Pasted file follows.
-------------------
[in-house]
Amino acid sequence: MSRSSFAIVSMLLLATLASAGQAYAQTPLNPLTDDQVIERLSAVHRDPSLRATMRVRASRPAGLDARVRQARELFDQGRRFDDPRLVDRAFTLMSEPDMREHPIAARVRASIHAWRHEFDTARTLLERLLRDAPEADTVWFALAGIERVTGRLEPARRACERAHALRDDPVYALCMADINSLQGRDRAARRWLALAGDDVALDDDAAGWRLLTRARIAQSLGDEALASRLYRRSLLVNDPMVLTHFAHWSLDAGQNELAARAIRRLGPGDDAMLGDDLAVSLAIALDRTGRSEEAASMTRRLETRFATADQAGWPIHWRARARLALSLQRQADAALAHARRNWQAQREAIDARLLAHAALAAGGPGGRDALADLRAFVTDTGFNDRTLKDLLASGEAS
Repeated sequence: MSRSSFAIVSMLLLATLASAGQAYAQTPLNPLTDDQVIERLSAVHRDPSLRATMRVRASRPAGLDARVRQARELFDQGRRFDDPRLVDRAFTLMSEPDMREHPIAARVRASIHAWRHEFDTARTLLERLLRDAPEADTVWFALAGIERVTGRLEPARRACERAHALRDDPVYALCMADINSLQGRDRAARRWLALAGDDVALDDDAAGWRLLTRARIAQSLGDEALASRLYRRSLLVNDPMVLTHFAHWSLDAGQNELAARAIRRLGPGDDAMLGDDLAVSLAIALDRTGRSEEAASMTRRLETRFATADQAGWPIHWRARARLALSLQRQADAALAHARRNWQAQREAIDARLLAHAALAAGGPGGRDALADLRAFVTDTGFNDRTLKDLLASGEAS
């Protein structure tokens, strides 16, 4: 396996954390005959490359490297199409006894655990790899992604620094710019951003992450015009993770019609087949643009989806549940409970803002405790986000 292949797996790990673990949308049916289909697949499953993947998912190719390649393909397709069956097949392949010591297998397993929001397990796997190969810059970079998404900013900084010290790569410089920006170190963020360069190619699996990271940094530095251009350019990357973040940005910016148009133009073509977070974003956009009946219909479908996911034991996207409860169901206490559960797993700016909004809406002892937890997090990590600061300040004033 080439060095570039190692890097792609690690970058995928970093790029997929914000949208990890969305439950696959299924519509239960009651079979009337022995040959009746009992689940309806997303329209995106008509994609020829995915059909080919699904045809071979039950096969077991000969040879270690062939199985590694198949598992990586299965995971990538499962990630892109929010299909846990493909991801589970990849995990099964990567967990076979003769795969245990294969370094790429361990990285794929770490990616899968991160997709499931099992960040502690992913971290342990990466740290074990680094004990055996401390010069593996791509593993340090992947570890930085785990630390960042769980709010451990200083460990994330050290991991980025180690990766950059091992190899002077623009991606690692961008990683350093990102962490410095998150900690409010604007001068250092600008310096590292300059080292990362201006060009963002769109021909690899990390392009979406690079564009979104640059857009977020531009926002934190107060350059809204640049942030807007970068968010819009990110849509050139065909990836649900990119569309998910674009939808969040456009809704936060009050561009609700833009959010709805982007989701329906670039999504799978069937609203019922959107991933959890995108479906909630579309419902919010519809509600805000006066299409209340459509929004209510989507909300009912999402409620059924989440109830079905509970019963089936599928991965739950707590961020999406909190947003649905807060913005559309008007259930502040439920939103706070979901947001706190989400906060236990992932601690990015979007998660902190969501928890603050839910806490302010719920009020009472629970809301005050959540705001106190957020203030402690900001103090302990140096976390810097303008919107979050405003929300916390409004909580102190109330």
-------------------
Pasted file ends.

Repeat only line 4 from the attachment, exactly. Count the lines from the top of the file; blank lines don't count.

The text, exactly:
């Protein structure tokens, strides 16, 4: 396996954390005959490359490297199409006894655990790899992604620094710019951003992450015009993770019609087949643009989806549940409970803002405790986000 292949797996790990673990949308049916289909697949499953993947998912190719390649393909397709069956097949392949010591297998397993929001397990796997190969810059970079998404900013900084010290790569410089920006170190963020360069190619699996990271940094530095251009350019990357973040940005910016148009133009073509977070974003956009009946219909479908996911034991996207409860169901206490559960797993700016909004809406002892937890997090990590600061300040004033 080439060095570039190692890097792609690690970058995928970093790029997929914000949208990890969305439950696959299924519509239960009651079979009337022995040959009746009992689940309806997303329209995106008509994609020829995915059909080919699904045809071979039950096969077991000969040879270690062939199985590694198949598992990586299965995971990538499962990630892109929010299909846990493909991801589970990849995990099964990567967990076979003769795969245990294969370094790429361990990285794929770490990616899968991160997709499931099992960040502690992913971290342990990466740290074990680094004990055996401390010069593996791509593993340090992947570890930085785990630390960042769980709010451990200083460990994330050290991991980025180690990766950059091992190899002077623009991606690692961008990683350093990102962490410095998150900690409010604007001068250092600008310096590292300059080292990362201006060009963002769109021909690899990390392009979406690079564009979104640059857009977020531009926002934190107060350059809204640049942030807007970068968010819009990110849509050139065909990836649900990119569309998910674009939808969040456009809704936060009050561009609700833009959010709805982007989701329906670039999504799978069937609203019922959107991933959890995108479906909630579309419902919010519809509600805000006066299409209340459509929004209510989507909300009912999402409620059924989440109830079905509970019963089936599928991965739950707590961020999406909190947003649905807060913005559309008007259930502040439920939103706070979901947001706190989400906060236990992932601690990015979007998660902190969501928890603050839910806490302010719920009020009472629970809301005050959540705001106190957020203030402690900001103090302990140096976390810097303008919107979050405003929300916390409004909580102190109330």